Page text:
We saw a house on St Martin being rebuilt. The roof is nailed to a wood frame. This will never survive a force 3 or more hurricane. 

Whilst there were no deaths on St Barts, St  Martin had many. There were reports of bodies being flown to Guadeloupe by night flights for burial there. Two corpses were found under  water near Marigot just a few days ago. I remember in 1995 after the Hurricane Louis no mention was made of the 500 or so Haitians who lived in a shanty town on the Dutch side. Completely destroyed. Many died and the rest were repatriated to Haiti. No more was spoken of that. Similar this time round.  

Typical was the damage to the marina in Marigot, Sain Martin. Most commerces have been destroyed, many boats lie damaged or half submerged. There was no sign of any activity. We saw no-one working on any building nor any shop or boat. 

Stories of near misses on St Barts were many. A cousins family had just moved their children from their beds to the toilet (a safer place as it had a concrete ceiling). A few minutes later a joist flew through the roof and landed on the bed. Another had a similar experience with an iron post that pierced the settee where she had been seated moments before. Neighbours of ours, a couple and three small children spent several hours in their Smart car that they had moved inside for safety, after their roof was blown off. The large wooden deck from Nikki Beach was blown about a mile and a half and landed up a hill in a different bay.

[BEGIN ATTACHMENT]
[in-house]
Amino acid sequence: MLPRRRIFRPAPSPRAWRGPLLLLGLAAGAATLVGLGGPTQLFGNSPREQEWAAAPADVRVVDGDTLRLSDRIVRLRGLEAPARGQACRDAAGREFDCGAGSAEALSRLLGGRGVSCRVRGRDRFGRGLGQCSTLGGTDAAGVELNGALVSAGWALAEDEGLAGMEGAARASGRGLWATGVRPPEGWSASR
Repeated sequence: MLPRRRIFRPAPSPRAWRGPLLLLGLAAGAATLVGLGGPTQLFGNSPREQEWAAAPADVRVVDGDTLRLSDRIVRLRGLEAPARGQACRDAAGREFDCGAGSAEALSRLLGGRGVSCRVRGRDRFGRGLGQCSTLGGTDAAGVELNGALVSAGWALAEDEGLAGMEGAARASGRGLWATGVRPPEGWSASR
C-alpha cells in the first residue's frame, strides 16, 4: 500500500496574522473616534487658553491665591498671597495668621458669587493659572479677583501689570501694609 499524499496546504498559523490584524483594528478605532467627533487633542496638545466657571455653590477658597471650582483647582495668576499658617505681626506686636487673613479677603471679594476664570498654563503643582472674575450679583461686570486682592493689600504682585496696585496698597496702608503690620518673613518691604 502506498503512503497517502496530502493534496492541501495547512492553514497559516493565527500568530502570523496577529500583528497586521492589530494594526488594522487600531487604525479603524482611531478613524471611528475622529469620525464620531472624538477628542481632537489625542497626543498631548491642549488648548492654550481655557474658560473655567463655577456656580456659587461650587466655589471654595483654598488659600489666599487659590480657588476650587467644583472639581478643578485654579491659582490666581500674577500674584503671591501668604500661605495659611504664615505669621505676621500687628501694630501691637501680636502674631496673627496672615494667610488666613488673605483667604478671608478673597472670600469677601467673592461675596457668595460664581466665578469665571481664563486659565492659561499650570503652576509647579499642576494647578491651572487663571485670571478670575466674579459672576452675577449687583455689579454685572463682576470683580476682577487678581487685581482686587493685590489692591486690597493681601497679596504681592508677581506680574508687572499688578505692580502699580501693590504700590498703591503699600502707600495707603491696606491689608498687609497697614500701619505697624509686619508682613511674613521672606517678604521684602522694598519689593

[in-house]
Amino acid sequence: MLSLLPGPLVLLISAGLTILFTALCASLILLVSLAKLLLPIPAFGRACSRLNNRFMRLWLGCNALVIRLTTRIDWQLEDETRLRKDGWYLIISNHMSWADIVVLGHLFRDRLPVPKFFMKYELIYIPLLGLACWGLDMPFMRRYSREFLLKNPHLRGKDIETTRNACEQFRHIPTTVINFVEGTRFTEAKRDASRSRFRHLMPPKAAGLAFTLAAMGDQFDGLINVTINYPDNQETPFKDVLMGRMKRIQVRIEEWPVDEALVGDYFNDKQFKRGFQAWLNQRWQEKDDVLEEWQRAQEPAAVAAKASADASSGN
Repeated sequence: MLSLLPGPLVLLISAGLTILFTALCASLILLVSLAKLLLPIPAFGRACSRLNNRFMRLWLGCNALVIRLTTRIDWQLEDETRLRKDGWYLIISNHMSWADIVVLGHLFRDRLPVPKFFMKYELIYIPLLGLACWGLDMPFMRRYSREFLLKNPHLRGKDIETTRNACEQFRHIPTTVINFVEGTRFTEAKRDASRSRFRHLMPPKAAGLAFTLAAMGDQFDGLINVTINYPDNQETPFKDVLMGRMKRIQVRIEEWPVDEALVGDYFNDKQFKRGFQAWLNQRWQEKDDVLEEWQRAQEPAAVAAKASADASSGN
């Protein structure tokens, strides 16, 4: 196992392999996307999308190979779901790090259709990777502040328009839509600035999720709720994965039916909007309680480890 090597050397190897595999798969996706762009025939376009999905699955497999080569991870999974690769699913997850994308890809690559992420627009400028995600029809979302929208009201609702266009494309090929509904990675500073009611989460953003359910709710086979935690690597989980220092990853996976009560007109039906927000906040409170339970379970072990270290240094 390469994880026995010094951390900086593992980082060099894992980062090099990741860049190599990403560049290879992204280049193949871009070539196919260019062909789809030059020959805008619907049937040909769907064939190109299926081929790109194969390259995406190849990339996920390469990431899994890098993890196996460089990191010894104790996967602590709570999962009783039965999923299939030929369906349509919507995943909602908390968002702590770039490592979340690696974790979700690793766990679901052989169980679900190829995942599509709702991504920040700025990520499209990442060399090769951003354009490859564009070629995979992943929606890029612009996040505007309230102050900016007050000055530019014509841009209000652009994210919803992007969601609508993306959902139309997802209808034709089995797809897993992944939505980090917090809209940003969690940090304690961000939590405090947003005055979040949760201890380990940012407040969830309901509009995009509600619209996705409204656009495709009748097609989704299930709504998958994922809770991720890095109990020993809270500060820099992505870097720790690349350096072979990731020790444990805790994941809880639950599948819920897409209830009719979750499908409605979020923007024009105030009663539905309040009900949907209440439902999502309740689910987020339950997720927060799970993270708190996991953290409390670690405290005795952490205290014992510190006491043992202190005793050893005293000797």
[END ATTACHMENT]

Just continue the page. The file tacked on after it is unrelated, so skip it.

An entire roof was blown 5 kilometres over a hill too. The owner identified it but decided to leave it where it was. Most damage was caused by flying debris. Cars flew everywhere some hitting houses. Our satellite dish made a nice round dent in the roof.     

On St Barts hundreds of cars and lorries were damaged. The worst were literally shipped out by barge after barge load. Unlike St Martin the port of Gustavia was cleared very quickly. It became a regular Sunday thing for divers to search in the waters off the beaches for debris. Most has now been cleared but there is still a lot under the water. 

The only income on St Barts is from tourism. The figures this year will tell a sad story. We lost bookings but are now open and fully booked until May but others have yet to open their villas and some even have decided to sell up and quit. 

The beginning of December  normally sees loads of boats of all sizes moored outside of the port, which we can see from the villa. The day we left there were none!  However many restaurants are open and many villas operating. 

Some hotels are still closed (Eden Rock, Cheval Blanc and the Barthelemy) but several others open. Most shops are trading. Flights from St Martin and Guadeloupe and elsewhere are operating. The ferries have a changed service as Oyster bay and Bobby's Marina were badly damaged. 

All I can add is that we never want to see this again. It was traumatic for those there. Hats off for those that helped clear-up their homes as well as the island. A great thank you to Bruno Magras, our President. You did a great job.

Henry Barnett December 2017



Hello and welcome to our Villa Henson blog.

Good morning everybody,

I thought that I'd start with a simple "Welcome" especially to any existing clients (you are many) and hopefully some new clients... And if you could "Like" me on Facebook? The left icons
Villa Henson, St Barts. Website

St Barts is a magical Island and, so we've been told, our villa is something special too. So enjoy the virtual visit through this blog or my website or better still why not stay there.

Looking towards St Martin from the Terrace

One of the villa's assets is the view. The sun rises behind the villa and so sets virtually opposite between Saba and St Martin. Depending on the weather and from right to left (or North to South) you can see the islands of St Martin, Saba, St Eustache and St Kitts and Nevis. I have also seen Montserrat. From the villa is a tantalizing view of the harbor of Gustavia. During the day we often look down to the sea below and see turtles swimming and diving.